I am currently reading Three Hearts and Three Lions and enjoying it tremendously and I'm sure I'll write a full review, but for now I'll take us back to discussing Anderson's influence on Michael Moorcock. Mike recently brought up Three Hearts in another interview about his influences and I decided it was time to give it a read. As with the Broken Sword it's pretty easy to see how much Moorcock was taken with Three Hearts and Three Lions. It's about a battle between the forces of Law and Chaos and there is much talk about alternate universes, very much in the mode of what Mike would eventually write about Elric, The Eternal Champion and the Multiverse. Keep in mind, Elric was also influenced by Melmouth the Wanderer, Conan the Cimmerian, and Zenith the Albino, but there is a lot of Poul Anderson in the Eternal Champion saga.
Anyway, I just wanted to say a few words about Poul Anderson and how much I've been enjoying his work lately. His fantasy writing is really just a tiny section of his output. He wrote far more science fiction than fantasy and occasionally delved into historical fiction and mysteries. But those are subjects for another time.

Tuesday, February 08, 2011

Post # 1000

I noticed the other day that I was at post number 992, so as I've been posting the last couple of days I've been aware that my 1000th post was coming up and I thought, "Gee, I should do something spectacular for post 1000." But instead I've just decided to thank all the folks who've come by to read my often meandering thoughts on books, movies, comic books, etc. Thanks to everyone who has posted a comment, and especially to all of you who have recommended books and stuff. I've gotten a lot of great suggestions from folks who have taken the time to post. I've also discovered some wonderful blogs and made some good friends by following links back from comments. It's amazing how many of the spots in my bookmarks are taken up by blogs now. Lastly, a special thanks to my good friend Beth, who talked me into blogging in the first place.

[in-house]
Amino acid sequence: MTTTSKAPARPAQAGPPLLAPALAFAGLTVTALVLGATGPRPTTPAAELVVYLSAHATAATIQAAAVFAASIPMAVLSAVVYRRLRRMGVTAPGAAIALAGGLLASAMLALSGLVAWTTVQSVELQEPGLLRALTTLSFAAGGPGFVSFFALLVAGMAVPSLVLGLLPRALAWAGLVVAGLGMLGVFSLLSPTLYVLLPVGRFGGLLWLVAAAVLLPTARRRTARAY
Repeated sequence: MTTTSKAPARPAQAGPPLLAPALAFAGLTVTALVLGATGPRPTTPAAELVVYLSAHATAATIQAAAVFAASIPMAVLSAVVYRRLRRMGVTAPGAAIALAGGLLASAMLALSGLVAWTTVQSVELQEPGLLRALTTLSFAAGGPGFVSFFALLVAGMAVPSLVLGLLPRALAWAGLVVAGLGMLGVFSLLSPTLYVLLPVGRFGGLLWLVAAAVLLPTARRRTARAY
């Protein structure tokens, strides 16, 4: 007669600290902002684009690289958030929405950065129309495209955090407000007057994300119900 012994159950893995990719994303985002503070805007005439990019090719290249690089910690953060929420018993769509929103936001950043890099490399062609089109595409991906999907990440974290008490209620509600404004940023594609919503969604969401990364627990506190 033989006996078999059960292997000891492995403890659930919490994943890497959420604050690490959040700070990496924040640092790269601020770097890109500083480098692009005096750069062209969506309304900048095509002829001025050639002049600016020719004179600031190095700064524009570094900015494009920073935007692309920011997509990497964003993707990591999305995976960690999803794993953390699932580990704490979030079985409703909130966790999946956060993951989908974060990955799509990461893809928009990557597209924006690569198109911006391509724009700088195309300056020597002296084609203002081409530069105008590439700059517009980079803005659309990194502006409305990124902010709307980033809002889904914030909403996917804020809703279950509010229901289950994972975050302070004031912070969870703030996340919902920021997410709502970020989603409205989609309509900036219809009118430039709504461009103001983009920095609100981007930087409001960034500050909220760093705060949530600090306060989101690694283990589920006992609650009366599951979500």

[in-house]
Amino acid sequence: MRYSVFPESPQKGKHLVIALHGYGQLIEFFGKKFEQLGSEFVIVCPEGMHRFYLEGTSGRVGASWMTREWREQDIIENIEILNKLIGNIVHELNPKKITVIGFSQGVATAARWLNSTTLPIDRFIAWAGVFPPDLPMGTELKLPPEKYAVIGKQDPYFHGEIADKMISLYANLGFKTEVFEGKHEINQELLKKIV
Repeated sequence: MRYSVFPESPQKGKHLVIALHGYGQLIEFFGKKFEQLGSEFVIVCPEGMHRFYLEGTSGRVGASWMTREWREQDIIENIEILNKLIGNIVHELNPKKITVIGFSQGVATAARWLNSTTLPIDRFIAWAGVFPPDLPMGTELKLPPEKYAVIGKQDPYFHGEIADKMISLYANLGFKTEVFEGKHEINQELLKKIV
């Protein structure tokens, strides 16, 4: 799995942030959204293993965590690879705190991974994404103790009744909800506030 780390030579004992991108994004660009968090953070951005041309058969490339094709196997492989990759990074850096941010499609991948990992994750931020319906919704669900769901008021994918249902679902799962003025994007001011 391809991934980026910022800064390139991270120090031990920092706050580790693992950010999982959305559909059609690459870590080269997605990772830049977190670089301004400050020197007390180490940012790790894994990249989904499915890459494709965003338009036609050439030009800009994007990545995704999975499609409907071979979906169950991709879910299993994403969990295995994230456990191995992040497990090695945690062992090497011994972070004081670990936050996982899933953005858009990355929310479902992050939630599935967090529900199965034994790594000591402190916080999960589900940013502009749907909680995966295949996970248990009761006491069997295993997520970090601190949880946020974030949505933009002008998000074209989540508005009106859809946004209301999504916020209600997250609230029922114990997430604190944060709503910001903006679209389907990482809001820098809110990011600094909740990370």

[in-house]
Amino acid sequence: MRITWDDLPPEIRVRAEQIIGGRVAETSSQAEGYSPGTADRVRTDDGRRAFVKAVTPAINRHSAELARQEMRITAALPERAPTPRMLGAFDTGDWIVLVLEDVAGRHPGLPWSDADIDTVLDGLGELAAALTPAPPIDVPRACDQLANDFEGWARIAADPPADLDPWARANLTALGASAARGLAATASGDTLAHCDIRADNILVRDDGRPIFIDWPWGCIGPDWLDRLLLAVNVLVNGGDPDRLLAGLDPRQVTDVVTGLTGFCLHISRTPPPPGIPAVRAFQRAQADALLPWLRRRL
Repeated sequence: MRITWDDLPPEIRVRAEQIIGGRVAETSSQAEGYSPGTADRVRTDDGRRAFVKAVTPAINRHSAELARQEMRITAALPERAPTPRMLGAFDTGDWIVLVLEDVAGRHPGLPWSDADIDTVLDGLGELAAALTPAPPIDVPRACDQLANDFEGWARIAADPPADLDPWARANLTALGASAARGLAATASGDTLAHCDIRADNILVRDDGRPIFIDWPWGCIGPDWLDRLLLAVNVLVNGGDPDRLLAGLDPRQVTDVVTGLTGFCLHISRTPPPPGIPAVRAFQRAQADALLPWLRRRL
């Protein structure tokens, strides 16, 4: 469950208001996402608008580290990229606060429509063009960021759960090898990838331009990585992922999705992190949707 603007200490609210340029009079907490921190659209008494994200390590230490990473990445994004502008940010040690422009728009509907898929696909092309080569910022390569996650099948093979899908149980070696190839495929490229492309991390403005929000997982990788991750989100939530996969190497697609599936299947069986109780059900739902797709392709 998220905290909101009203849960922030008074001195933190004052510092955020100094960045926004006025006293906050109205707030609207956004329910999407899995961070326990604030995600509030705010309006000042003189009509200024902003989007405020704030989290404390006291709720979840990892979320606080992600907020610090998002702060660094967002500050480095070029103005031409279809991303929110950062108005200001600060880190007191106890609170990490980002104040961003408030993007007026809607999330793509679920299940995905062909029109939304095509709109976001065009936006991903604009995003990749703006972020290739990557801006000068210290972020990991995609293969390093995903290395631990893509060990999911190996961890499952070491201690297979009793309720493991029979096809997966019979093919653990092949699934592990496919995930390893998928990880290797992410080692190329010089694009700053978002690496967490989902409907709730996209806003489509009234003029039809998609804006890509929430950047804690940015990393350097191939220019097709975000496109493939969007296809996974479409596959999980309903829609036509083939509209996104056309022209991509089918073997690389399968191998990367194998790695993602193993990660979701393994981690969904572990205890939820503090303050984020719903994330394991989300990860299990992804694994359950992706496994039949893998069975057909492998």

The Colossus of Greece

If people relating their dreams bores you, skip this post. I have so many strange dreams that I usually just shrug and move on. I had one last night though that I found amusing and strange. Where does my mind get this stuff?
Basically I dreamed a 1950s movie called The Colossus of Greece, and it was sort of a sword and sandal/fantasy film. I wasn't in it. I was just seeing it. There was this giant bronze statue terrorizing the countryside, sort of like Talos from Ray Harryhausen's Jason and the Argonauts. He would just appear, seemingly from nowhere, and destroy entire towns. There was a captain from the army of Athens roaming around, trying to find where the monster came from and how it could be stopped.
There was a scene where the captain was in a curio shop, talking to this young blond haired guy and I noted in the background that there was a small statue on a shelf that looked just like the colossus, which the captain, of course, didn't see. Later it turns out that the blond guy's parents were put to death on some trumped up charge by a king of one of the Greek city states and the kid had found a way to make this statue grow huge and do his bidding. As I said, very much a 1950s sort of monster movie.